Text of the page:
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Senator Joe Lieberman calls Chuck Schumer anti-military surge comments an “insult”.

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HH: This hour, we start with United States Senator Joseph Lieberman of the great state of Connecticut. Senator Lieberman, welcome back to the Hugh Hewitt Show.

JL: Good to be back, Hugh, thank you.

HH: Thanks for being here. The General Jones report today…

JL: Yeah.

HH: What did that tell us?

JL: Well, you know, like so much else in this war, what you see depends on where you stand, I guess. In one of the papers, it might have been the Washington Post, had a headline saying Iraqi military won’t be ready for at least 18 months. But if you look at the Jones report, it actually says that the Iraqi military has made remarkable progress, measurable progress in the last year, uneven but engaged in the battle as they’ve never been before, and he predicts that they will continue to get better to the extent that they will actually begin to take on more of the responsibilities of American troops. And General Jones told us today that he sees a possible scenario where early in ’08, early next year, the U.S. could either reassign some of our military to other trouble spots in Iraq, or in the Middle East, or to bring them home based on that increasing skill of the Iraqi military. He was less positive about the Iraqi national police. Everybody understands that that’s been a dysfunctional organization, had some good strong recommendations to improve it. But bottom line, this is a report that says the Iraqi Security Forces are getting better, and they’re going to continue to get better.

HH: There’s also Finding 13, which I read…

JL: Yeah.

HH: …that the Special Operations forces are among the most capable. Those are the al Qaeda killers, Senator Lieberman. That’s got to be great news.

JL: This is great news. I mean, look, the question is were these people, were the people that we were building into the Iraqi military committed to the nation, and committed to the security of their neighbors? And there were times over the last year or two where we’d get reports that kind of made you feel the Iraqi military was a ragtag army, and the day they got paid they went home, and so they gave the money to their families, spent a week or two there, and then came back around the time the next paycheck. But not so anymore, and that goes right to the most difficult stuff, which is their Special Operations forces, and you’re right, these are the anti-al Qaeda forces. So it’s part of the reason why al Qaeda is on the run in Iraq today.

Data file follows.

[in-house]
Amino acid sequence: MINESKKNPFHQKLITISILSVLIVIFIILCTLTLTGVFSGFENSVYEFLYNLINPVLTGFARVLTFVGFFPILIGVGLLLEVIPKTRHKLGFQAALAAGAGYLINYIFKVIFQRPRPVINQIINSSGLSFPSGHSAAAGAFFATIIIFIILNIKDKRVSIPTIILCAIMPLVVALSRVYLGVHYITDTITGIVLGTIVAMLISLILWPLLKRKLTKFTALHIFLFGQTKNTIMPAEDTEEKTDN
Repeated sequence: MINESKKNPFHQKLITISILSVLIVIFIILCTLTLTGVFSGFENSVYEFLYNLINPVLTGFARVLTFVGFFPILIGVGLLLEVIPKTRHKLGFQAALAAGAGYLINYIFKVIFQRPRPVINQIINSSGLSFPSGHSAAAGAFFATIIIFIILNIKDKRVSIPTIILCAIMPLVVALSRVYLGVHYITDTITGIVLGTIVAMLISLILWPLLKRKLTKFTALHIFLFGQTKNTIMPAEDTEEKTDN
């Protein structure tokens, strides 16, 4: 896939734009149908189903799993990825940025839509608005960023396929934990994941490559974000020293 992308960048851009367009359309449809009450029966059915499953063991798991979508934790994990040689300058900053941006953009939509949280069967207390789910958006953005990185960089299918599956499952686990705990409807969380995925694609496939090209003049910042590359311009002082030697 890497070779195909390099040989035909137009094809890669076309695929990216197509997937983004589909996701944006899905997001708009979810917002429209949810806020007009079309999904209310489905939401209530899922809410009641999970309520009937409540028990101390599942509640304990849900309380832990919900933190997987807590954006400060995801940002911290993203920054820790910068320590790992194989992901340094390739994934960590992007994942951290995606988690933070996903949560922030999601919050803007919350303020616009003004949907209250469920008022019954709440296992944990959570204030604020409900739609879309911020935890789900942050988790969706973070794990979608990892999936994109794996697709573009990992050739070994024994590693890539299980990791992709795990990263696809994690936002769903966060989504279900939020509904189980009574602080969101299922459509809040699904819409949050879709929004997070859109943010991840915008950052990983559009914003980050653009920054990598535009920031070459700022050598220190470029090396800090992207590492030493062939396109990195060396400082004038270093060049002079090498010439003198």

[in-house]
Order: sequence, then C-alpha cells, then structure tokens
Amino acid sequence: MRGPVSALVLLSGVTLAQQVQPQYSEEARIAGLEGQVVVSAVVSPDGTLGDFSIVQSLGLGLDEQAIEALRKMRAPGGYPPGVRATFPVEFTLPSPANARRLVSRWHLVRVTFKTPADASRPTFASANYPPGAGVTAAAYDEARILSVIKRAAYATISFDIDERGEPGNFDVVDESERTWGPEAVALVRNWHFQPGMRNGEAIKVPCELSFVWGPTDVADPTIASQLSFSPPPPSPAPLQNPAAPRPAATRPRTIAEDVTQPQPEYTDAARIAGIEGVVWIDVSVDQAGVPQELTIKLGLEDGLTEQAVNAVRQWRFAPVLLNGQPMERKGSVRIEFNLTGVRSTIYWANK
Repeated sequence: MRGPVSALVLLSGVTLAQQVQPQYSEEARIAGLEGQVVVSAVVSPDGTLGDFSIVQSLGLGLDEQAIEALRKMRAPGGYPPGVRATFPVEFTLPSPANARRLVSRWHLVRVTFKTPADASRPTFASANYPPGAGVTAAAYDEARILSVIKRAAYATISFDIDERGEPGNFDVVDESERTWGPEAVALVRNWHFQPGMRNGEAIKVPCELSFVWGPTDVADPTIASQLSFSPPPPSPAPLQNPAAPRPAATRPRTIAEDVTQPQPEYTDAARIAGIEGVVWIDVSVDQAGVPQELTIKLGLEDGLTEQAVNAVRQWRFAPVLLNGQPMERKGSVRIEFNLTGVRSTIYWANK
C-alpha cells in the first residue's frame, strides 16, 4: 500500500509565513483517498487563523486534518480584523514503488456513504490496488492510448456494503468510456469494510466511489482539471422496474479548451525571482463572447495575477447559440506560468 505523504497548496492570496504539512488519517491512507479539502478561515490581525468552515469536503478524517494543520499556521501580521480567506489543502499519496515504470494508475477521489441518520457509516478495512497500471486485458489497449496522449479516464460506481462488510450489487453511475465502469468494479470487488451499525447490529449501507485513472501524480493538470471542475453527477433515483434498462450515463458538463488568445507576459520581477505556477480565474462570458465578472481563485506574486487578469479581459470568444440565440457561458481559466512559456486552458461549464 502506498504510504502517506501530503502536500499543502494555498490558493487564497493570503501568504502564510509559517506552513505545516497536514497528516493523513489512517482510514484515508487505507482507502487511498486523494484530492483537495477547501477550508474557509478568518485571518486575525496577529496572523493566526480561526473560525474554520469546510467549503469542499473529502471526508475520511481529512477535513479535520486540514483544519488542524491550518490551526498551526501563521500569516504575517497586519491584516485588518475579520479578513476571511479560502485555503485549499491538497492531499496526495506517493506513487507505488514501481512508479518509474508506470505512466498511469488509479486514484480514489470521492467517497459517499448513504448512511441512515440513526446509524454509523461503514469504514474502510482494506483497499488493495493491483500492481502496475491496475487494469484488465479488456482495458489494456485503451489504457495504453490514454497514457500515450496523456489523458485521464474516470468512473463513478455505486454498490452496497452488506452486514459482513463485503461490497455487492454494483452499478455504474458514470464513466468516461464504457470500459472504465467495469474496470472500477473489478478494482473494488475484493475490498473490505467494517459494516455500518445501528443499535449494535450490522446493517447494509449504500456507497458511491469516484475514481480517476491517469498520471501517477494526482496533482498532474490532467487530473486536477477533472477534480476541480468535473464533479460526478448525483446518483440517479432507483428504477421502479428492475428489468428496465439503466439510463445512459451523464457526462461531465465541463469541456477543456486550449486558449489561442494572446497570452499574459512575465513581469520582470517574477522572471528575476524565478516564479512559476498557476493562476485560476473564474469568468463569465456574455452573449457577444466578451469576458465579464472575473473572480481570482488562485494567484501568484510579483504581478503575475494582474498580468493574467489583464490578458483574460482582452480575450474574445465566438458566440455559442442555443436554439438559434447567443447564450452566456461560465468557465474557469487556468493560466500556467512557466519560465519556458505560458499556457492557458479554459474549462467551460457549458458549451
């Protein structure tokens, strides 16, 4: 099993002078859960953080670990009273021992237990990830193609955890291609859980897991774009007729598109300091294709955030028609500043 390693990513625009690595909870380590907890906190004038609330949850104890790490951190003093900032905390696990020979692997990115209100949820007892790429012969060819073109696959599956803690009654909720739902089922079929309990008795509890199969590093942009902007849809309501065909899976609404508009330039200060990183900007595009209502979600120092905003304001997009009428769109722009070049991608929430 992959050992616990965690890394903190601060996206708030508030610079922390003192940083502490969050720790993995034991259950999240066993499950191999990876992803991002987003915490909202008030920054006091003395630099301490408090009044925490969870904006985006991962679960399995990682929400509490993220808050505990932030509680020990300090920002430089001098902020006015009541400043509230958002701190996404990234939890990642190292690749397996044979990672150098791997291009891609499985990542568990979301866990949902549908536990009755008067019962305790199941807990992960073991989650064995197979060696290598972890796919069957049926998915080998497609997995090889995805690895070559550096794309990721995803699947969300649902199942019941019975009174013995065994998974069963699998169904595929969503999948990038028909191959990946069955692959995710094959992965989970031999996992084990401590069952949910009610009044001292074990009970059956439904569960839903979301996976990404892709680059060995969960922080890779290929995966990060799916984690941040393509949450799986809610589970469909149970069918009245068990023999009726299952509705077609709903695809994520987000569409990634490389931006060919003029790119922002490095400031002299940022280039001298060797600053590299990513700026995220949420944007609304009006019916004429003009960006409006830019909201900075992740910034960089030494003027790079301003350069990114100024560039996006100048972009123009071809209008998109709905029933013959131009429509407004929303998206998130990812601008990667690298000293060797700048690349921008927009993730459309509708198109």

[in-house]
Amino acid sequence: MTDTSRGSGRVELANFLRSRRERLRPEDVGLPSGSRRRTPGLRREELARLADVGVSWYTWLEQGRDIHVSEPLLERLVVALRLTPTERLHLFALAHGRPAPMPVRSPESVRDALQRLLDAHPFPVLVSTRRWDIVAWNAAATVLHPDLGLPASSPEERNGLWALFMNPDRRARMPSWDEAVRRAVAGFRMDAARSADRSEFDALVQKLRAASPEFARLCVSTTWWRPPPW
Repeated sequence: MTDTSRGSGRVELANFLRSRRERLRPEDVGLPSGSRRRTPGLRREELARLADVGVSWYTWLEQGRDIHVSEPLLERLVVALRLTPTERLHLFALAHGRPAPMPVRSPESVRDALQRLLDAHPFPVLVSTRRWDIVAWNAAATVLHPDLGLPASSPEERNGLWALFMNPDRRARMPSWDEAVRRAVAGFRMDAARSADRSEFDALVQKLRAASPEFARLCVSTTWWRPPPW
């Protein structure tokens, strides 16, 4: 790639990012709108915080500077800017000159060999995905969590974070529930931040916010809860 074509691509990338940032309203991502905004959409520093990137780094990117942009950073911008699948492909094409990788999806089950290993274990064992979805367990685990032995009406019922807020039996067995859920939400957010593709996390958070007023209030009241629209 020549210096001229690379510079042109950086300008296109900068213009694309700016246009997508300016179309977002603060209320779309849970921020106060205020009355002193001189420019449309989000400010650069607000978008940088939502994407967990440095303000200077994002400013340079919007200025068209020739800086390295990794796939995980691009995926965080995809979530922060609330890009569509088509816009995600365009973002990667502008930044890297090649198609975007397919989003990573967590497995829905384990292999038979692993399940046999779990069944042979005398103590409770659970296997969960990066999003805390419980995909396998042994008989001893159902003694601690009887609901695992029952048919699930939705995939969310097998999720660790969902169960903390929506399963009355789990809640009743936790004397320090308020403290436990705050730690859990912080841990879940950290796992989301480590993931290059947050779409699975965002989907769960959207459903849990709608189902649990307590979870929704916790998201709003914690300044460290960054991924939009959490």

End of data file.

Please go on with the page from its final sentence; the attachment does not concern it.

HH: I know he’s your friend, but Chuck Schumer had some extraordinary remarks to make on the Senate floor yesterday. Let me give you a slice of them.

JL: Yeah.

CS: The violence in Anbar has gone down despite the surge, not because of the surge. The inability of American soldiers to protect these tribes from al Qaeda said to these tribes, we have to fight al Qaeda ourselves.

HH: Senator Lieberman, despite the surge…

JL: Yeah.

HH: …and the inability of American soldiers? It sounds like he’s blasting our troops as ineffective and failures.

JL: Yeah, I noted that, and as we say in the Senate, with all respect to my colleague from New York, I just, I couldn’t disagree with him more. In some senses, it’s an insult to the American troops. And look, beyond that, because the American troops don’t insult easily, this is just factually wrong. I mean, what’s happened in Anbar is unbelievable. I was there in early June, I had been there six months before, and you know, John McCain and I were there together. We wanted to go into Ramadi, and they wouldn’t let us go in, because it was unsafe. This time, I went in, walked around to the markets, stopped and got some ice cream with a bunch of kids. I mean, it was, thank God, very different. And the reason that happened is one, in my opinion, the surge, because the increase in Marines in Anbar Province said to the Iraqis, most of whom are Sunni in that province, okay, the Americans are not turning tail and leaving. Second, they saw what al Qaeda was doing. They saw that these people are fanatics and killers and their enemy, and they decided if the Americans are willing to stay here and help us a little bit, they’re really much more on our side than al Qaeda is. And of course, they’re right. So it was, it was in fact the bravery of the American troops which encouraged the Sunnis to begin to take, the tribes to take on al Qaeda. And the story is really the most encouraging thing that’s happened in Iraq in a long time, and not in spite of our troops, but in fact because of them.

HH: Well, the good news in Senator Schumer’s remarks is that he at least recognized that al Qaeda is in Iraq.

JL: (laughing)

HH: Now the question is…

JL: Small comfort.

HH: Are there any other Democratic Senators who are going to agree with your assessment, or 90% of your assessment, or are they all following the chairman of the Democratic Senatorial Committee, Chuck Schumer?